After finally cajoling her to brush and floss her teeth and to get into bed, we had a loving tuck and Don and I set about our various Sunday evening, getting-ready-for-Monday tasks.  Every 10 minutes or so, however, a holler would emanate from the girl's room, Charlotte emerging (when she dared) from the covers to let us know she was scared, having bad dreams, unable to go to sleep, or that she couldn't think good thoughts and every time she tried she kept thinking of that "devil lady."  (I don't blame her: every time I think of Glenn Close I think of a ringleted middle-aged women plunging a knife into a cute little bunny.)

We tried everything: I put a lavender sachet from my underwear drawer under her pillow and told her the aroma could whisk away the bad thinking.  I even brought her a pair of forgotten purple furry socks and blew them full of magic dust straight from my magic lungs to take away her fears and help her to think good thoughts;   We talked about all the good in the universe and how good is stronger than evil and how that Cruella woman was the archetype for evil in the world (okay, not really).  

When the tired parents trundled to bed well after midnight there were still a few more frenzied visits to the bedroom, and when we woke up in the morning, there was a little gal bundled up on the Afghan rug beside our bed.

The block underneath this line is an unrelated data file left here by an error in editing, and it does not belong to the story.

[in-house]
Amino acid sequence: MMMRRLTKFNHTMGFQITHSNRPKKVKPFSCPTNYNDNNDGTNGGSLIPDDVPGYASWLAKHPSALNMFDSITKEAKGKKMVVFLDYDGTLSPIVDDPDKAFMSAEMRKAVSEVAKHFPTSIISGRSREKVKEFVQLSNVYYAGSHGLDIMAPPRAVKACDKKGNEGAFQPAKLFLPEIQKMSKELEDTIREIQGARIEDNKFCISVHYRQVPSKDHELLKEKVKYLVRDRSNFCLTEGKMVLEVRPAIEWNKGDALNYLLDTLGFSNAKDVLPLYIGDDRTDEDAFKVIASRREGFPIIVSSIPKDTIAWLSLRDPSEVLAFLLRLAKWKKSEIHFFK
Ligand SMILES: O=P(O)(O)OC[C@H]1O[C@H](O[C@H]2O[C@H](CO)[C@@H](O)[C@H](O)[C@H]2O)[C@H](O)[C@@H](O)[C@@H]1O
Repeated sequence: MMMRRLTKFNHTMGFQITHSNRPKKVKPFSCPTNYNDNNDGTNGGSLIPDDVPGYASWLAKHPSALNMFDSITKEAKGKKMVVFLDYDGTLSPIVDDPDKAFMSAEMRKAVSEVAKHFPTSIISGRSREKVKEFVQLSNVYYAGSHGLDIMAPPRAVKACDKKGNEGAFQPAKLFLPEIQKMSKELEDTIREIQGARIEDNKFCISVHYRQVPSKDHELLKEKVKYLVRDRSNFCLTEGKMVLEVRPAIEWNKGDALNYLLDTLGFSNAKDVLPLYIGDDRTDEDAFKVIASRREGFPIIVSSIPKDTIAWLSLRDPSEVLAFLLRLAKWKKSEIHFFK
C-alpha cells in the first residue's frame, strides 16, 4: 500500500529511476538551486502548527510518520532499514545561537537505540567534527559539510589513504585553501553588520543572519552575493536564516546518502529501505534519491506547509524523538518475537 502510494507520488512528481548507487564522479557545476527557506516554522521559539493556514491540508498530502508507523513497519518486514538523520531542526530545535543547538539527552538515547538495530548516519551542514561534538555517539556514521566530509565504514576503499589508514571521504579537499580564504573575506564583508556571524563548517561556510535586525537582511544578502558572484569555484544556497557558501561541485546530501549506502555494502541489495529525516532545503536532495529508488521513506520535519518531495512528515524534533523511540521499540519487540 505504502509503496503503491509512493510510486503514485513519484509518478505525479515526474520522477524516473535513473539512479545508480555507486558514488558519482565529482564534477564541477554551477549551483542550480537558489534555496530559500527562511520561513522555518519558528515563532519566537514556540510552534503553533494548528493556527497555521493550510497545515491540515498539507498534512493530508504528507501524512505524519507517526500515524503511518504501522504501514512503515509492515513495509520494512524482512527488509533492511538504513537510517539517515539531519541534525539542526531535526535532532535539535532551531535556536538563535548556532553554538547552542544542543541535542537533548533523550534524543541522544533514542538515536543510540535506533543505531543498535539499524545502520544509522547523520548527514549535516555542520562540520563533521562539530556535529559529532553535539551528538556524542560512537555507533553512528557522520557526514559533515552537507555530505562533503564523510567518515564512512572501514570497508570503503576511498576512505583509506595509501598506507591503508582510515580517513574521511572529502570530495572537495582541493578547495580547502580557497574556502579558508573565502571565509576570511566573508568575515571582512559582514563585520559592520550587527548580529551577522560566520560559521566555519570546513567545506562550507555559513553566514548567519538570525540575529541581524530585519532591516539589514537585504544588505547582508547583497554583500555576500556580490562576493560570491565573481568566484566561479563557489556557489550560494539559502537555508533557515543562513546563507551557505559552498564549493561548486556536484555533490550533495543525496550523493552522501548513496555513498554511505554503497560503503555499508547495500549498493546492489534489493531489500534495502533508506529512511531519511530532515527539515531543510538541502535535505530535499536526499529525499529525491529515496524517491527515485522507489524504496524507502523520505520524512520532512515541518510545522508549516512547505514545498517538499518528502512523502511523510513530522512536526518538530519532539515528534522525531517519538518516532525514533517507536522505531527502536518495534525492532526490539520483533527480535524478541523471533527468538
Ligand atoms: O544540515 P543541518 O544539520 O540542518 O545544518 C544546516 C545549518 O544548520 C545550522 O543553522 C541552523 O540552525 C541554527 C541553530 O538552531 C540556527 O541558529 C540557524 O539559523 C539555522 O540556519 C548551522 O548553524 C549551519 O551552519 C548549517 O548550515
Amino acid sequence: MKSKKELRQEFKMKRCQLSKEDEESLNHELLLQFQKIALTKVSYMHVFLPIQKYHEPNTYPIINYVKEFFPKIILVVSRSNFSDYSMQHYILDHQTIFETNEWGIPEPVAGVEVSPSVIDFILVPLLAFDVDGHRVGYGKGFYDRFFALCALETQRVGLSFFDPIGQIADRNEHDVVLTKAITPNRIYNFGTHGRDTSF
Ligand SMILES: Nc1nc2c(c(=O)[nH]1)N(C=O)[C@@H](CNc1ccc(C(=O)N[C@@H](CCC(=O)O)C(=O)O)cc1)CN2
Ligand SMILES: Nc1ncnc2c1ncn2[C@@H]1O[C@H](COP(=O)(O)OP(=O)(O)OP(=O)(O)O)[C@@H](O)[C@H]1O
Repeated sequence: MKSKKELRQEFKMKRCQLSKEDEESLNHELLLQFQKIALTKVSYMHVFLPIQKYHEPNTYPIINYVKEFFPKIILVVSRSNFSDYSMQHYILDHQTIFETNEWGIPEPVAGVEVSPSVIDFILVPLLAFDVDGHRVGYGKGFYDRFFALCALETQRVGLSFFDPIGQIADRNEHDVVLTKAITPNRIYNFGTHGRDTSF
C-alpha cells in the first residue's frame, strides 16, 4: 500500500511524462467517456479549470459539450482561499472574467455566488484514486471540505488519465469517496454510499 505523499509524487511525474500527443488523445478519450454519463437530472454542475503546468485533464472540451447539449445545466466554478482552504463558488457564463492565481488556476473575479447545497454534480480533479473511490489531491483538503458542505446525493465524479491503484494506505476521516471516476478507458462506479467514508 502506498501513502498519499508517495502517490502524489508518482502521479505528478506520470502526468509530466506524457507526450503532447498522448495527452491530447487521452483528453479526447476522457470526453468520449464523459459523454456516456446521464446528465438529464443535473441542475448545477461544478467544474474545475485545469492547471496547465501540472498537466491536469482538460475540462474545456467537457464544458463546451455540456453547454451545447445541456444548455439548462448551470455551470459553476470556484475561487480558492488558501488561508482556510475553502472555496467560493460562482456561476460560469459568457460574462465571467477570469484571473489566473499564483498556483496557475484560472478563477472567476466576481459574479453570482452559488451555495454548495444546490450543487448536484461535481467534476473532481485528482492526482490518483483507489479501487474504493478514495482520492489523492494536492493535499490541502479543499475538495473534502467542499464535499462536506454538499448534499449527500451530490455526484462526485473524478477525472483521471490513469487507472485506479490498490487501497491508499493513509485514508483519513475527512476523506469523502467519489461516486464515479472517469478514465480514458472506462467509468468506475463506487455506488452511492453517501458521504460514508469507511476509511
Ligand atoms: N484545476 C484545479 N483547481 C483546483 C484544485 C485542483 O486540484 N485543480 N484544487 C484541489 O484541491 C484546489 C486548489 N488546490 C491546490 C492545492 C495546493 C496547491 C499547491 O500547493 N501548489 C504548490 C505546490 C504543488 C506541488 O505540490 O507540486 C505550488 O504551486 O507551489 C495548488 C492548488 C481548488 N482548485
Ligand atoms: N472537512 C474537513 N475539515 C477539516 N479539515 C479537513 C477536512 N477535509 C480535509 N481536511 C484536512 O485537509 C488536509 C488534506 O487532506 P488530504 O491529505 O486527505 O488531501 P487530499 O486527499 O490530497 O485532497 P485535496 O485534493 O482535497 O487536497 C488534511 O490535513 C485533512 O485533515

Try as we might to protect our children from their fears, like us, they just need to go through them.  I'm realizing more and more that it's my job to shepherd these lovely gals through their trials and tribulations (even if it means staying up until unreasonable hours and bringing out random underwear drawer items), but to still let them go through them.  It appears there is no avoiding it anyway.  We just can't predict what is going to scare the bejeezus out of our children so we just have to hang out with them and keep letting them know that one way or another good triumphs over evil and try to believe it ourselves.  

My Goals:

to not judge people based on their fears, reasonable or not.

to let my children feel their fears, as odd as they may seem, but to hold their hands until they come through them.  And if need be, hold their hands forever.

to find the purple furry socks that went missing since Charlotte flew into a panic tonight when she couldn't find what she is now reverently calling "the magic slippers."

to remember I have my own unreasonable fears and to see if putting socks on my hands will help me to deal with them (at least in the privacy of my own home; I won't do it at work or anything).

to consider switching the Sunday night movie tradition to Saturday so we can at least sleep in on Sunday and wake up rested on those Monday mornings that come upon us so fast and furious.

Saturday, February 18, 2012

Fast Friends

Ah, it’s good to spend time with friends with whom you have a longstanding history: friends who get you, who know all your stories already, friends where there is no awkwardness or you have to hide anything from.